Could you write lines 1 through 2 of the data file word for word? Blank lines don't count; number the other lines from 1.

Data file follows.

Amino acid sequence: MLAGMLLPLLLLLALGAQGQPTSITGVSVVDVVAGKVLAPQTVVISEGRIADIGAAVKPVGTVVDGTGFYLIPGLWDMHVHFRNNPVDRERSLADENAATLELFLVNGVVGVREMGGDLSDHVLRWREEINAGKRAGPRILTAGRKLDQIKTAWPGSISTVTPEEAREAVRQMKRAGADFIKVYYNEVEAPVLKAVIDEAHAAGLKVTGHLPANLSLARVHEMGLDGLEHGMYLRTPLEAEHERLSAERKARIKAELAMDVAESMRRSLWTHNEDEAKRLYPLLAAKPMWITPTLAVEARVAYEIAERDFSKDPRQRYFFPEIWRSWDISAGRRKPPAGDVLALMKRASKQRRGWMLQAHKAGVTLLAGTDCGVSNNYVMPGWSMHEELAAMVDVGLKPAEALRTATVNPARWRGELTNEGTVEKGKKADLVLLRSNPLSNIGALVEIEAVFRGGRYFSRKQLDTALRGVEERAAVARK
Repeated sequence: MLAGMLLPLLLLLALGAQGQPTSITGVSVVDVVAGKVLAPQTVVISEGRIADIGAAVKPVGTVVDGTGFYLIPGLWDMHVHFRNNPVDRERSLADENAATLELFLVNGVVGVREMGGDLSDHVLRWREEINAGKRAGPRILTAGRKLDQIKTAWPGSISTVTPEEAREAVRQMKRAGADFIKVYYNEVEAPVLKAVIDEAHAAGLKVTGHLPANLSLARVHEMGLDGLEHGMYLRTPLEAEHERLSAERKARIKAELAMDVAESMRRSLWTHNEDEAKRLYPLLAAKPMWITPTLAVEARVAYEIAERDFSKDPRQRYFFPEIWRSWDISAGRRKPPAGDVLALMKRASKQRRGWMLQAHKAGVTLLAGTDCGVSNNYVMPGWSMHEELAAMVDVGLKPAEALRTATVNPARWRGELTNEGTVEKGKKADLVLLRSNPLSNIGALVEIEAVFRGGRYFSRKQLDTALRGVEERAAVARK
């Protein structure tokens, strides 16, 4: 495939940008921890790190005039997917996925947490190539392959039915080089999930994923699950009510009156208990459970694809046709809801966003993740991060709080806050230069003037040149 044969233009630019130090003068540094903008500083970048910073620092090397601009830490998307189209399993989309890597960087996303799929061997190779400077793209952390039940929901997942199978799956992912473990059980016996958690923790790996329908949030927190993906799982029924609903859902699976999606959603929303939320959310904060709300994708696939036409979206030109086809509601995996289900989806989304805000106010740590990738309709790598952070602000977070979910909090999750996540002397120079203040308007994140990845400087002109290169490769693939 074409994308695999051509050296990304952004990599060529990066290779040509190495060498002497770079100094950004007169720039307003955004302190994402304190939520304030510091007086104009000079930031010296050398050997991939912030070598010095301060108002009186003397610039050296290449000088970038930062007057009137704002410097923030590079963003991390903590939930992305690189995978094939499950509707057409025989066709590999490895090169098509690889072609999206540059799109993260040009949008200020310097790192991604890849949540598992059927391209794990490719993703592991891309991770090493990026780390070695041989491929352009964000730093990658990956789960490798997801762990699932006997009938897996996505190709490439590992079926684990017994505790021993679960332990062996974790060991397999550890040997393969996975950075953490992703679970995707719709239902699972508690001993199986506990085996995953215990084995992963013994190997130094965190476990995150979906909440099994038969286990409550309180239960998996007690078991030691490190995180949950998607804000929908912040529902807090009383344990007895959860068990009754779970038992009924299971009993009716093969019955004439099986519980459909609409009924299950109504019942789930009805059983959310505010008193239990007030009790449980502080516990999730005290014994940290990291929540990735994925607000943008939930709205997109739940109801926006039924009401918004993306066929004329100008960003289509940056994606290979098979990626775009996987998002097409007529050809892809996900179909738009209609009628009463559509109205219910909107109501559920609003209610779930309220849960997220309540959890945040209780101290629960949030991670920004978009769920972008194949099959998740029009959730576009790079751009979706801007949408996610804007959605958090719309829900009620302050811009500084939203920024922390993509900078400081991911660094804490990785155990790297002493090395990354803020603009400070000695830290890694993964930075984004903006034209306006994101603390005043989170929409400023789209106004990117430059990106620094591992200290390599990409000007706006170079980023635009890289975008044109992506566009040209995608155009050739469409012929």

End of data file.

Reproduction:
Amino acid sequence: MLAGMLLPLLLLLALGAQGQPTSITGVSVVDVVAGKVLAPQTVVISEGRIADIGAAVKPVGTVVDGTGFYLIPGLWDMHVHFRNNPVDRERSLADENAATLELFLVNGVVGVREMGGDLSDHVLRWREEINAGKRAGPRILTAGRKLDQIKTAWPGSISTVTPEEAREAVRQMKRAGADFIKVYYNEVEAPVLKAVIDEAHAAGLKVTGHLPANLSLARVHEMGLDGLEHGMYLRTPLEAEHERLSAERKARIKAELAMDVAESMRRSLWTHNEDEAKRLYPLLAAKPMWITPTLAVEARVAYEIAERDFSKDPRQRYFFPEIWRSWDISAGRRKPPAGDVLALMKRASKQRRGWMLQAHKAGVTLLAGTDCGVSNNYVMPGWSMHEELAAMVDVGLKPAEALRTATVNPARWRGELTNEGTVEKGKKADLVLLRSNPLSNIGALVEIEAVFRGGRYFSRKQLDTALRGVEERAAVARK
Repeated sequence: MLAGMLLPLLLLLALGAQGQPTSITGVSVVDVVAGKVLAPQTVVISEGRIADIGAAVKPVGTVVDGTGFYLIPGLWDMHVHFRNNPVDRERSLADENAATLELFLVNGVVGVREMGGDLSDHVLRWREEINAGKRAGPRILTAGRKLDQIKTAWPGSISTVTPEEAREAVRQMKRAGADFIKVYYNEVEAPVLKAVIDEAHAAGLKVTGHLPANLSLARVHEMGLDGLEHGMYLRTPLEAEHERLSAERKARIKAELAMDVAESMRRSLWTHNEDEAKRLYPLLAAKPMWITPTLAVEARVAYEIAERDFSKDPRQRYFFPEIWRSWDISAGRRKPPAGDVLALMKRASKQRRGWMLQAHKAGVTLLAGTDCGVSNNYVMPGWSMHEELAAMVDVGLKPAEALRTATVNPARWRGELTNEGTVEKGKKADLVLLRSNPLSNIGALVEIEAVFRGGRYFSRKQLDTALRGVEERAAVARK